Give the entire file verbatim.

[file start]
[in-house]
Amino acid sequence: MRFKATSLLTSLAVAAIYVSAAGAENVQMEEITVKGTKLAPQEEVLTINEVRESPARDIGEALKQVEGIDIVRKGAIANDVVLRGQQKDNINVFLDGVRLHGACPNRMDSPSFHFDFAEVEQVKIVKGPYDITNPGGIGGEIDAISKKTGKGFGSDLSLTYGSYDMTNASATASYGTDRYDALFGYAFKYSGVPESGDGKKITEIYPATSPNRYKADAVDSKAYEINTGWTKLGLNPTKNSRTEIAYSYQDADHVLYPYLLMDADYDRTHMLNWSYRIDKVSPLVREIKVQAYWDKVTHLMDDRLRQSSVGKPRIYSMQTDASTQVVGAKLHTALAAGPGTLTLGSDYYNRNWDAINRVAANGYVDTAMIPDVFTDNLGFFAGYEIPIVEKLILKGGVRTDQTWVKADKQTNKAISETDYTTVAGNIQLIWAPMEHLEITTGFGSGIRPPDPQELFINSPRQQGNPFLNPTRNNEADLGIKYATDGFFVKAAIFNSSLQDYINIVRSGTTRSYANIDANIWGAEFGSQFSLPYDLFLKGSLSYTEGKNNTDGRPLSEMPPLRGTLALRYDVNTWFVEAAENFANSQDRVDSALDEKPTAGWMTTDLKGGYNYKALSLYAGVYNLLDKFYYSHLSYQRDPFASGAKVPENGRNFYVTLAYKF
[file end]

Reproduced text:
[in-house]
Amino acid sequence: MRFKATSLLTSLAVAAIYVSAAGAENVQMEEITVKGTKLAPQEEVLTINEVRESPARDIGEALKQVEGIDIVRKGAIANDVVLRGQQKDNINVFLDGVRLHGACPNRMDSPSFHFDFAEVEQVKIVKGPYDITNPGGIGGEIDAISKKTGKGFGSDLSLTYGSYDMTNASATASYGTDRYDALFGYAFKYSGVPESGDGKKITEIYPATSPNRYKADAVDSKAYEINTGWTKLGLNPTKNSRTEIAYSYQDADHVLYPYLLMDADYDRTHMLNWSYRIDKVSPLVREIKVQAYWDKVTHLMDDRLRQSSVGKPRIYSMQTDASTQVVGAKLHTALAAGPGTLTLGSDYYNRNWDAINRVAANGYVDTAMIPDVFTDNLGFFAGYEIPIVEKLILKGGVRTDQTWVKADKQTNKAISETDYTTVAGNIQLIWAPMEHLEITTGFGSGIRPPDPQELFINSPRQQGNPFLNPTRNNEADLGIKYATDGFFVKAAIFNSSLQDYINIVRSGTTRSYANIDANIWGAEFGSQFSLPYDLFLKGSLSYTEGKNNTDGRPLSEMPPLRGTLALRYDVNTWFVEAAENFANSQDRVDSALDEKPTAGWMTTDLKGGYNYKALSLYAGVYNLLDKFYYSHLSYQRDPFASGAKVPENGRNFYVTLAYKF